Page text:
6 Ways Your Website Design Impacts SEO

An illustration showing a man wearing glasses standing behind a desk with a laptop displaying SEO terms. There is also an enlarged webpage off to his left.

Raise your hand if, as a marketer, you’ve been handed a fully-designed website and asked to “do SEO” to it.

It’s safe to say that the person who tasked you with making some SEO magic was probably operating under the assumption that search engine optimization is only about keywords and backlinks, rather than about how the site is designed.

In reality, while including keywords in your website copy and earning links to your site from high-quality domains are both really important, there are more factors that matter in SEO - many of which have to do with the design of your website.

Here are six elements of your web design that can affect your organic search performance, and how to optimize each:

1. Navigation

Your website’s information architecture plays a crucial part in your user experience. How quickly and easily your users can find the information or functionality they’re looking for is reflected in metrics such as your bounce rate (the percentage of visitors who leave without viewing any other pages on your website).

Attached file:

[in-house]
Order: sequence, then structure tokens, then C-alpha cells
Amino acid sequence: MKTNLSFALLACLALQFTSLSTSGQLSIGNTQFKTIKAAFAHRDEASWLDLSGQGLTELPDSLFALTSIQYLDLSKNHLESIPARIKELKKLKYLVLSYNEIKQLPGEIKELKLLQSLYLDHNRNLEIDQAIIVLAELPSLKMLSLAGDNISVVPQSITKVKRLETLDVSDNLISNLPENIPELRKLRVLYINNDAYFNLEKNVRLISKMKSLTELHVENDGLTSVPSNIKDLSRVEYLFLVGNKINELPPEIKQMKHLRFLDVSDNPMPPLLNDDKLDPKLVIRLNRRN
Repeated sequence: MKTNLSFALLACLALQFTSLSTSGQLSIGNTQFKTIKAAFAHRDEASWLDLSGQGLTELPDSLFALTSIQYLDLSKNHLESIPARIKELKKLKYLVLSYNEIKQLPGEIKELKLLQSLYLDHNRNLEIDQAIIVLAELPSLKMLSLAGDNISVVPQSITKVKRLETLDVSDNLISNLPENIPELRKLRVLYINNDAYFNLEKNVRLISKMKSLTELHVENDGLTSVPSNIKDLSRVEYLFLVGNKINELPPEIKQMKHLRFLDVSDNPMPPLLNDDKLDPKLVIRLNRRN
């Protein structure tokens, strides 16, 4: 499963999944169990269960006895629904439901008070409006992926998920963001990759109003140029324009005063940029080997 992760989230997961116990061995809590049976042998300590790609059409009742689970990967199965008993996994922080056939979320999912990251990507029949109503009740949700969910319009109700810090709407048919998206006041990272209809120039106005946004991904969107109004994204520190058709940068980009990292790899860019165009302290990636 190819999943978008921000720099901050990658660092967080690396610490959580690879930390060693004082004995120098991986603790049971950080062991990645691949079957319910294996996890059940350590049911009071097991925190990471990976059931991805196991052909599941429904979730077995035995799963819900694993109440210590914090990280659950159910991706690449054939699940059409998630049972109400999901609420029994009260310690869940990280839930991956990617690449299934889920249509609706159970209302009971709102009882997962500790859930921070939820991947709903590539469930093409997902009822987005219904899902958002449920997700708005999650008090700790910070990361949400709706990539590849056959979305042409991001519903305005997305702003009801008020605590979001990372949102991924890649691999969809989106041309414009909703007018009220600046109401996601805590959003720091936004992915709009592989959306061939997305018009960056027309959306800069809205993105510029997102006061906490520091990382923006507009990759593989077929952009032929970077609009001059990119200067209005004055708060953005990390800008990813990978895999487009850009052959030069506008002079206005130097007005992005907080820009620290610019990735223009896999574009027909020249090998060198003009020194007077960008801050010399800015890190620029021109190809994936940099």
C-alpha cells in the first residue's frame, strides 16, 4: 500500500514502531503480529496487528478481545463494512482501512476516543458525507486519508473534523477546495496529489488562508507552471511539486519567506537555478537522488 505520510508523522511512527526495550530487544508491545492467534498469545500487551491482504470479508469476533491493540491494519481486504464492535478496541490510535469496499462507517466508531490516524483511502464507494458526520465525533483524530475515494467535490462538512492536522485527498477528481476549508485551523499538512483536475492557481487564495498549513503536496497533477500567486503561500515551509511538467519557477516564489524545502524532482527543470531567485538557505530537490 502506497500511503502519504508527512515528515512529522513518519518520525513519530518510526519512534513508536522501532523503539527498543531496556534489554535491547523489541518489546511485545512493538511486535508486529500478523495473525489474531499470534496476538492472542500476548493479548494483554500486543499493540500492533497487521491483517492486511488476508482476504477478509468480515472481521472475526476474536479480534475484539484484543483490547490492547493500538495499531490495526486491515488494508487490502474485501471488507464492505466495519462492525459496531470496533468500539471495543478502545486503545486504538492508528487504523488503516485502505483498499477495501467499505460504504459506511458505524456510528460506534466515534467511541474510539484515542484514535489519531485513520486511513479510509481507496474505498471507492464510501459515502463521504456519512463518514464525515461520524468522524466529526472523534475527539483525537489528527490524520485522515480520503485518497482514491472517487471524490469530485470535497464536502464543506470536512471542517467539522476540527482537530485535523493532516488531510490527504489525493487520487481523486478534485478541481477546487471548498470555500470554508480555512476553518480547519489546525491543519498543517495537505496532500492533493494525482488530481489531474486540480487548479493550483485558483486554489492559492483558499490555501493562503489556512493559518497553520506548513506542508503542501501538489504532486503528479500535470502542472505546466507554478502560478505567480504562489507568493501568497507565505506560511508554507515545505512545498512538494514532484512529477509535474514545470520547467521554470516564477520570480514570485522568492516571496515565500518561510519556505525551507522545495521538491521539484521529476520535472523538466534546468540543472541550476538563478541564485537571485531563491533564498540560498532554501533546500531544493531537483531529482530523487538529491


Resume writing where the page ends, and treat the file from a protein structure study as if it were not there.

If you have a high bounce rate, it could be due to the way users can (or cannot) navigate to relevant content or complete a desired action.  

Besides causing you to lose out on potentially relevant leads, your bounce rate has a direct impact on your rankings. Search engines interpret a high bounce rate as a sign that your website isn’t meeting the expectations and needs of their users, and your rankings for important keywords will be impacted accordingly.

Related content: What Data Can Tell You About Your User Experience 

Having a clear, hierarchical website infrastructure also makes it easier for search engines to crawl your website and determine how the content on your website should rank in search engine results pages (SERPs).

Search engines rank web content based on “expertise, authoritativeness, and trust,” meaning the more you can address a topic that is relevant to your business, the more likely you are to rank higher in search engines for that topic.